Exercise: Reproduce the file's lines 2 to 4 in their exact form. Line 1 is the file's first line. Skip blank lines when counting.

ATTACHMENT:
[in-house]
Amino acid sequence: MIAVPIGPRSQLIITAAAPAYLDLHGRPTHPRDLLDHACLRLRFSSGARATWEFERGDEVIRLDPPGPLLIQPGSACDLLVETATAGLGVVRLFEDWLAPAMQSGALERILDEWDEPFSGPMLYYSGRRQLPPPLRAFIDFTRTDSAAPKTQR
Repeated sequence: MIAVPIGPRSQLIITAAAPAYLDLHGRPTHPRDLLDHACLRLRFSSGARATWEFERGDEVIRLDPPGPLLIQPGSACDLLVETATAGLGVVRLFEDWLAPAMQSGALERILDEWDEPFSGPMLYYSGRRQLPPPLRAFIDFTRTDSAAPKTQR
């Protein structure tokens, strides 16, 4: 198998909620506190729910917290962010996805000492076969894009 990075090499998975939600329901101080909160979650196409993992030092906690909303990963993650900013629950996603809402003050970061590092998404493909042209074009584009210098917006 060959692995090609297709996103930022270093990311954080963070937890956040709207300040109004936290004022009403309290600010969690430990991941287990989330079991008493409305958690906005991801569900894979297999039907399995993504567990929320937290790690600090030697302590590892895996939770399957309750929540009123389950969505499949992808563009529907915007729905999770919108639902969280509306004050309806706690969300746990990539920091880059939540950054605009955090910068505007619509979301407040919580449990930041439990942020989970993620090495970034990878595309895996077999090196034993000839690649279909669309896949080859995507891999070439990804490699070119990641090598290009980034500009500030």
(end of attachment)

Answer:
Amino acid sequence: MIAVPIGPRSQLIITAAAPAYLDLHGRPTHPRDLLDHACLRLRFSSGARATWEFERGDEVIRLDPPGPLLIQPGSACDLLVETATAGLGVVRLFEDWLAPAMQSGALERILDEWDEPFSGPMLYYSGRRQLPPPLRAFIDFTRTDSAAPKTQR
Repeated sequence: MIAVPIGPRSQLIITAAAPAYLDLHGRPTHPRDLLDHACLRLRFSSGARATWEFERGDEVIRLDPPGPLLIQPGSACDLLVETATAGLGVVRLFEDWLAPAMQSGALERILDEWDEPFSGPMLYYSGRRQLPPPLRAFIDFTRTDSAAPKTQR
């Protein structure tokens, strides 16, 4: 198998909620506190729910917290962010996805000492076969894009 990075090499998975939600329901101080909160979650196409993992030092906690909303990963993650900013629950996603809402003050970061590092998404493909042209074009584009210098917006 060959692995090609297709996103930022270093990311954080963070937890956040709207300040109004936290004022009403309290600010969690430990991941287990989330079991008493409305958690906005991801569900894979297999039907399995993504567990929320937290790690600090030697302590590892895996939770399957309750929540009123389950969505499949992808563009529907915007729905999770919108639902969280509306004050309806706690969300746990990539920091880059939540950054605009955090910068505007619509979301407040919580449990930041439990942020989970993620090495970034990878595309895996077999090196034993000839690649279909669309896949080859995507891999070439990804490699070119990641090598290009980034500009500030």